The vOICe for Android« Games - Brain & Puzzle « Downloads
|Updated||September 21, 2013|
|Category||Games - Brain & Puzzle|
See with your ears! The vOICe for Android maps live camera views to soundscapes, offering augmented reality for the totally blind through sensory substitution and computer vision. Also includes a talking color identifier, talking compass, talking face detector and a talking GPS locator, while the ZXing barcode scanner and Google Goggles can be launched from The vOICe for Android by tapping the left or right screen edge.
Is it an augmented reality game or a serious tool? It can be both, depending on what you want it to be! The ultimate goal is to provide a form of synthetic vision to the blind, but sighted users can simply have fun playing the game of sight-without-eyesight. You can also help us by blogging or tweeting about how *you* learn to see with sound. The vOICe for Android is compatible with Google Glass, using the tiny camera in these glasses to generate a live sonic augmented reality overlay, hands-free! You will want to use an external battery connected via USB cable to keep the small Google Glass battery from draining too quickly, and access to The vOICe's special options is currently still limited on Glass.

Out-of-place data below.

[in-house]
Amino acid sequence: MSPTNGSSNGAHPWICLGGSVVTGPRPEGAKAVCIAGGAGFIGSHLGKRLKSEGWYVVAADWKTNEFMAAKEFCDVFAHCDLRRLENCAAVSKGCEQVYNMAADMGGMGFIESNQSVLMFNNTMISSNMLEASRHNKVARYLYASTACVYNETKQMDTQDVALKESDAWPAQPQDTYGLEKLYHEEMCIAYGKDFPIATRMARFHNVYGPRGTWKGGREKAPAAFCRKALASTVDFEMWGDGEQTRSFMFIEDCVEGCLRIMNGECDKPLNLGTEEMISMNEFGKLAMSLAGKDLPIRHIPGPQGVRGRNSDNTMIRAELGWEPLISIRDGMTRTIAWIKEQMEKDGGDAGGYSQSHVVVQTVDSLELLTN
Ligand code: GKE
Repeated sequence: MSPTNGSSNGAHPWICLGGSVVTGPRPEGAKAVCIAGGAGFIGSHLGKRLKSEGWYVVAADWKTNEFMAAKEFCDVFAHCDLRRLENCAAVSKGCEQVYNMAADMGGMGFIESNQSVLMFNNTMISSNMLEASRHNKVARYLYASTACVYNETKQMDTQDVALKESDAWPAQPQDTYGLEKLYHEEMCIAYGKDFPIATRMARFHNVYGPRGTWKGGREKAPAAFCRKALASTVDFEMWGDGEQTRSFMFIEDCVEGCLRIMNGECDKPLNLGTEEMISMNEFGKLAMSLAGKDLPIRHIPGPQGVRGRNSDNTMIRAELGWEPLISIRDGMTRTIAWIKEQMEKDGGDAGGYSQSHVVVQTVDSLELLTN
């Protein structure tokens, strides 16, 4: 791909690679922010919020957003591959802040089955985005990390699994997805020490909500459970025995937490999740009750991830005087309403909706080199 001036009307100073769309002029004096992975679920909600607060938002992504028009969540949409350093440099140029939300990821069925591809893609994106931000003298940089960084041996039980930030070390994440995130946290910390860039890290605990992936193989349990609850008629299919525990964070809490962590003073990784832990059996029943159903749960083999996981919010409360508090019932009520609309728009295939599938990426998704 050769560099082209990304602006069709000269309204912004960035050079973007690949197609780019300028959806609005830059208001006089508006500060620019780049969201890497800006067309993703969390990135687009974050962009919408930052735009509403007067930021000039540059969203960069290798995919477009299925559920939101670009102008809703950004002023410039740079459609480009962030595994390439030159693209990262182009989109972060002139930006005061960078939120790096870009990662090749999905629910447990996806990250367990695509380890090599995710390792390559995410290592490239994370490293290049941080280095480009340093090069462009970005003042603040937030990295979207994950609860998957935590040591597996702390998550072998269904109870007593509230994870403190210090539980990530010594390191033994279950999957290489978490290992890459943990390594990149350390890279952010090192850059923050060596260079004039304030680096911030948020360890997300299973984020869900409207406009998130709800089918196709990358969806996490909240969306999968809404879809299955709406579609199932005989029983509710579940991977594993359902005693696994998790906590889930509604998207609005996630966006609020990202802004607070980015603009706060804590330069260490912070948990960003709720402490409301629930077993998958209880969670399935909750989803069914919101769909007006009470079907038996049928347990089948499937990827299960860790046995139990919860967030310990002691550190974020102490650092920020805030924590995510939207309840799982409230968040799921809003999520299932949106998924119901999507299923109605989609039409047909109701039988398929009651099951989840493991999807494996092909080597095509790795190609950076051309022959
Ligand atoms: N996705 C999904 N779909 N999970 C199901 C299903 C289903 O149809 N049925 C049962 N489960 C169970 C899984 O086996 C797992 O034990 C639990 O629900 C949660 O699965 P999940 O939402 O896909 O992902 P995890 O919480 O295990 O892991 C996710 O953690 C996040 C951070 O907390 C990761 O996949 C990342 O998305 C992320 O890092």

How does it work? The vOICe uses pitch for height and loudness for brightness in one-second left to right scans of any view: a rising bright line sounds as a rising tone, a bright spot as a beep, a bright filled rectangle as a noise burst, a vertical grid as a rhythm. Best used with stereo headphones for the most immersive experience and most detailed auditory resolution.
Just experiment with simple visual patterns first, because real-life imagery is complex. Randomly drop a bright item such as a DUPLO brick on a dark table top, and learn to reach for it through sound alone (closing your eyes if you have eyesight). Next try and explore your own safe home environment, learning to associate the complex sound patterns with what you already know is there.
For serious users: learning to see with sound is like learning a foreign language or learning to play a musical instrument, really challenging your perseverance and brain plasticity. It may well be the ultimate brain training system, bridging the senses through artificial synesthesia.
Why is it free? Because our foremost goal is to make a real change by lowering barriers to use as much as we can. You will find that competing technologies cost upwards of $15,000 and yet have lower specs. The perceptual resolution offered by The vOICe is unmatched even by $100,000 “bionic eye” retinal implants (PLoS ONE 7(3): e33136).
Please report bugs to firstname.lastname@example.org, and visit the web page seeingwithsound.com/android.htm for detailed description and disclaimers. We are on Twitter at @seeingwithsound.